Ride like the wind

bullseye
This is my preferred mode of transport, around town and around the world.

I first read about recumbents in Bicycle magazine, May 1982: “Low slung and racy, the Avatar 2000 is one of the first commercially available versions of a new generation of bikes called recumbents.” The Avatar retailed at over $2,000, but I thought “some day…”

In 1999 Malachy’s friend Tom contacted me to say that he had been looking out for a recumbent for his Dad and found two good buys; he knew that I was interested—would I like to go for one of them? He got me this excellent PDQ second-hand from Bikefix in London and delivered it to my house early in February 2000.

Tom Hewins delivered my bent
Its arrival was quite an event
Now I travel in style
With a song and a smile
I’m so glad that’s the way that I went 

Technically it is a short-wheelbase semi-recumbent. It was made by Pashley, the English firm famous for the old-style delivery-boy’s bike. Its frame is sturdy, but not too heavy, since there is not after all very much frame. The greatest delight is the woven seat with a permanent bag that fits in behind it. Such comfort was never known on two wheels before, save perhaps in a well-upholstered gig or a rickshaw.

recumbentmanHere we are in Santander, at the end of our 2005 tour over the Picos de Europa and into Portugal. Michael and I cycled down to Porto and along the coast to Lisbon. Peter picked us up and drove us back to the ferry at Santander where we had started out. We have cycled so far in France, Belgium, the Netherlands, Germany, Denmark, Sweden, Spain, Portugal, Ireland, England, Scotland… I have Wales in mind next.

An article I wrote  for the Hitch Hiker’s Guide to the Galaxy (Earth edition) sets out some of the advantages of recumbents. Why are they still the exception?

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7 Responses to “Ride like the wind”

  1. samwell Says:

    what’s the song?

  2. malo Says:

    is this the song?

    Oh sweet nad-cooling breeze,
    flow gently up my shorts;
    and give my body ease
    like beer in foaming quarts.

  3. recumbentman Says:

    That’s the one! Go to the top of the class.

    I’m most impressed, you did that by memory; I know I would have said “O sweet” using the vocative O. We were taught in primary school that two one-letter words take a capital: I and O. As in the Boss’s favourite Janis Joplin song, the only entire song I ever heard him sing, as far as I remember: O Lord won’t you buy me a Mercedes Benz.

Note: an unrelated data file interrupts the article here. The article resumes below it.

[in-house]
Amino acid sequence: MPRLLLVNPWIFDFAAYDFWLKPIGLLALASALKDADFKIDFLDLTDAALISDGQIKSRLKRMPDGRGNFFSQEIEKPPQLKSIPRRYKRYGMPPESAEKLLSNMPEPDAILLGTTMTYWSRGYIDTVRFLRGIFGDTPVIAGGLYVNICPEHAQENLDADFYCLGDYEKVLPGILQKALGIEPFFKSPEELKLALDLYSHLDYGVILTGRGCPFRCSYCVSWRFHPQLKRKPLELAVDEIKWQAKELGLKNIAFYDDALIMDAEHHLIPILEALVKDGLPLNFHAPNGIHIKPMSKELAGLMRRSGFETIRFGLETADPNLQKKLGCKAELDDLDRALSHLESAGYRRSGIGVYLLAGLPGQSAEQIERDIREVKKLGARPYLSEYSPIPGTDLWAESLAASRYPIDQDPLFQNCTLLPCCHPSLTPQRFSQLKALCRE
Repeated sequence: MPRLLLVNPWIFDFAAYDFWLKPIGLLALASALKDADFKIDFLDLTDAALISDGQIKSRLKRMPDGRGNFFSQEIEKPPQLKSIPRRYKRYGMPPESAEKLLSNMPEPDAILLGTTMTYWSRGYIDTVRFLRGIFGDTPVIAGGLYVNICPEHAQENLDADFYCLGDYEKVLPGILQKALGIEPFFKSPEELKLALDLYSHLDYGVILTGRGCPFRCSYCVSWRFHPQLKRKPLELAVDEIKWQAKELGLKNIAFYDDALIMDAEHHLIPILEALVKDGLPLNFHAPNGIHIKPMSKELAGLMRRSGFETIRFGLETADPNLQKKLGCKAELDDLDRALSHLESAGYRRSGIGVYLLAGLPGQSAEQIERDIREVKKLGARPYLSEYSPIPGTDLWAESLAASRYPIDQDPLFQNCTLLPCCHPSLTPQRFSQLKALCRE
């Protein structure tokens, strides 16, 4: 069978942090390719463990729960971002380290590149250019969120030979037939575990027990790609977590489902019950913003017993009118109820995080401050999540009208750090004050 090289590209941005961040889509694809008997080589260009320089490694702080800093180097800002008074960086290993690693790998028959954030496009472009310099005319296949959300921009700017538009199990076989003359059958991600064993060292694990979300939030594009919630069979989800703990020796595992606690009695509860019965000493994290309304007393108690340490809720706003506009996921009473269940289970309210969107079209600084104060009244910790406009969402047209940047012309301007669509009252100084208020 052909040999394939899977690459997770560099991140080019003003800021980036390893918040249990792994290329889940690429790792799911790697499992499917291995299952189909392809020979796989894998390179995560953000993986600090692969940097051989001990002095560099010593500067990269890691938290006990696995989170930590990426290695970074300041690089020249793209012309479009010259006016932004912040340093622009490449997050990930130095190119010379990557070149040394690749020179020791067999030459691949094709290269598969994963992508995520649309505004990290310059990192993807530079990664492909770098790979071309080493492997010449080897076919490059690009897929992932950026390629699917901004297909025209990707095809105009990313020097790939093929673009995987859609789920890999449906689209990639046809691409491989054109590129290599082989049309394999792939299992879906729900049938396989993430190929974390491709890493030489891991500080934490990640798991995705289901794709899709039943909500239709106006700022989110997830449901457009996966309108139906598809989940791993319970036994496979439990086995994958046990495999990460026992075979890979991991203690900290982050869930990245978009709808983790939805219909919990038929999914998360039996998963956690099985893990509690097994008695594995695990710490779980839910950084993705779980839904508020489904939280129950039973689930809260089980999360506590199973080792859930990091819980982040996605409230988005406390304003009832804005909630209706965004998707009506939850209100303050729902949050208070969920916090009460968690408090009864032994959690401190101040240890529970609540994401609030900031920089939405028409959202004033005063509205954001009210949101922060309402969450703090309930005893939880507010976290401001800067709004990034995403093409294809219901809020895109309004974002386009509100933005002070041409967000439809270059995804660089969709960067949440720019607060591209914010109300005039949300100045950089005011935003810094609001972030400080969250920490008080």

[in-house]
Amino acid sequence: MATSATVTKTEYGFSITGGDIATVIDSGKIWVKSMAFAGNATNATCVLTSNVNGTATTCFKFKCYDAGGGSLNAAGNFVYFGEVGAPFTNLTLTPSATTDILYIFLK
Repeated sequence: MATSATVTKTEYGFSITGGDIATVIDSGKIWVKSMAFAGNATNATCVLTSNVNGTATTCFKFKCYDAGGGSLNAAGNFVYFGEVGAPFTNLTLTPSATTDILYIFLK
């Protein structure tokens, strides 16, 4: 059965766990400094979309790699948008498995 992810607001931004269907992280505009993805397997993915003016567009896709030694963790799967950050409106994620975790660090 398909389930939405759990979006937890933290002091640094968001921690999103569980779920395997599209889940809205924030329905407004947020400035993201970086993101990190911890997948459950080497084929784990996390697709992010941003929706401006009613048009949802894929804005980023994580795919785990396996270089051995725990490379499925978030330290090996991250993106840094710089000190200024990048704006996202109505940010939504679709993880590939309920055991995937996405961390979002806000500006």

Snipped from my original cycle diary, “A journey of a thousand miles starts with a single heave”, September 2000, complete with tune:

    O sweet nad-cooling breeze, l s d f s m__
    Flow freely up my shorts, m r s* d r t*__
    And give my body ease, d r m f s m__
    Like beer in foaming quarts. s* l* t* d r t*__

    I have put * to stand for the subscript 1 that shows the low notes.

    The second and fourth line of the tune are repeats of the first and third, transposed down a fourth; that delighted me greatly as I cycled along dreaming it up.

  4. samwell Says:

    sorry I asked.

  5. recumbentman Says:

    There’s lots more . . . but yes, enough for now.

  6. Aoife Says:

    That’s one of my favourite Janis Joplin songs too! I didn’t know I had that in common with the Boss!

    You left behind that cycling map I gave you, but I’m sure the cycling routes are available online, or easy to find as you’re cycling.
    It would be great to have to back here again on your bike!
    They do night mountain biking with head torches at Coed y Brenin, the national cycling centre you passed on the way.
    How about night recumbent off roading! EXTREME!

  7. recumbentman Says:

    Yes, I can’t wait for an opportunity. We are even considering tandemnation.

    Nice to see The Irish Times printed my letter today, the third attempt I made to get into the current cycling debate. They shortened it, but not brutally: http://www.irishtimes.com/newspaper/letters/2009/0505/1224245939288.html

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